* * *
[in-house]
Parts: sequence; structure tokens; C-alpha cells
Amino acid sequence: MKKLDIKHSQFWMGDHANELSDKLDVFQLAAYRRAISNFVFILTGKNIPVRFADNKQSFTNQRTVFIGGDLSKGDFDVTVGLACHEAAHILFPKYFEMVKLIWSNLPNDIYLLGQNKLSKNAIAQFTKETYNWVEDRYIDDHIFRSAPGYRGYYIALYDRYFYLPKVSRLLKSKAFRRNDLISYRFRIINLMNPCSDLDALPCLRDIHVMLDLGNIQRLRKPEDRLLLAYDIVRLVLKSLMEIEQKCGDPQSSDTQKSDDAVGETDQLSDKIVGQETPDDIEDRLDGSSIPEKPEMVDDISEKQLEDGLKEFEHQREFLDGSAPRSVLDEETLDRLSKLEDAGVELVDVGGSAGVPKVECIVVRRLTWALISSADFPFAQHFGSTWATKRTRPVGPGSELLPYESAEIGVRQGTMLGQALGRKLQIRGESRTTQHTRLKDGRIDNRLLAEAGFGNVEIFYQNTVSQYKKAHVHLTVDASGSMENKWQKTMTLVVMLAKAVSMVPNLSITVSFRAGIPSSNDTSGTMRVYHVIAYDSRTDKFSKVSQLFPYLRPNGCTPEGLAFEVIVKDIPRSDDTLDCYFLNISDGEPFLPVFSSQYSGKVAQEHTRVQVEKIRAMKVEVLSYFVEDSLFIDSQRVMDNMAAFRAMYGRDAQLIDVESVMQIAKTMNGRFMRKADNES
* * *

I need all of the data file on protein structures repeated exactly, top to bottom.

[in-house]
Parts: sequence; structure tokens; C-alpha cells
Amino acid sequence: MKKLDIKHSQFWMGDHANELSDKLDVFQLAAYRRAISNFVFILTGKNIPVRFADNKQSFTNQRTVFIGGDLSKGDFDVTVGLACHEAAHILFPKYFEMVKLIWSNLPNDIYLLGQNKLSKNAIAQFTKETYNWVEDRYIDDHIFRSAPGYRGYYIALYDRYFYLPKVSRLLKSKAFRRNDLISYRFRIINLMNPCSDLDALPCLRDIHVMLDLGNIQRLRKPEDRLLLAYDIVRLVLKSLMEIEQKCGDPQSSDTQKSDDAVGETDQLSDKIVGQETPDDIEDRLDGSSIPEKPEMVDDISEKQLEDGLKEFEHQREFLDGSAPRSVLDEETLDRLSKLEDAGVELVDVGGSAGVPKVECIVVRRLTWALISSADFPFAQHFGSTWATKRTRPVGPGSELLPYESAEIGVRQGTMLGQALGRKLQIRGESRTTQHTRLKDGRIDNRLLAEAGFGNVEIFYQNTVSQYKKAHVHLTVDASGSMENKWQKTMTLVVMLAKAVSMVPNLSITVSFRAGIPSSNDTSGTMRVYHVIAYDSRTDKFSKVSQLFPYLRPNGCTPEGLAFEVIVKDIPRSDDTLDCYFLNISDGEPFLPVFSSQYSGKVAQEHTRVQVEKIRAMKVEVLSYFVEDSLFIDSQRVMDNMAAFRAMYGRDAQLIDVESVMQIAKTMNGRFMRKADNES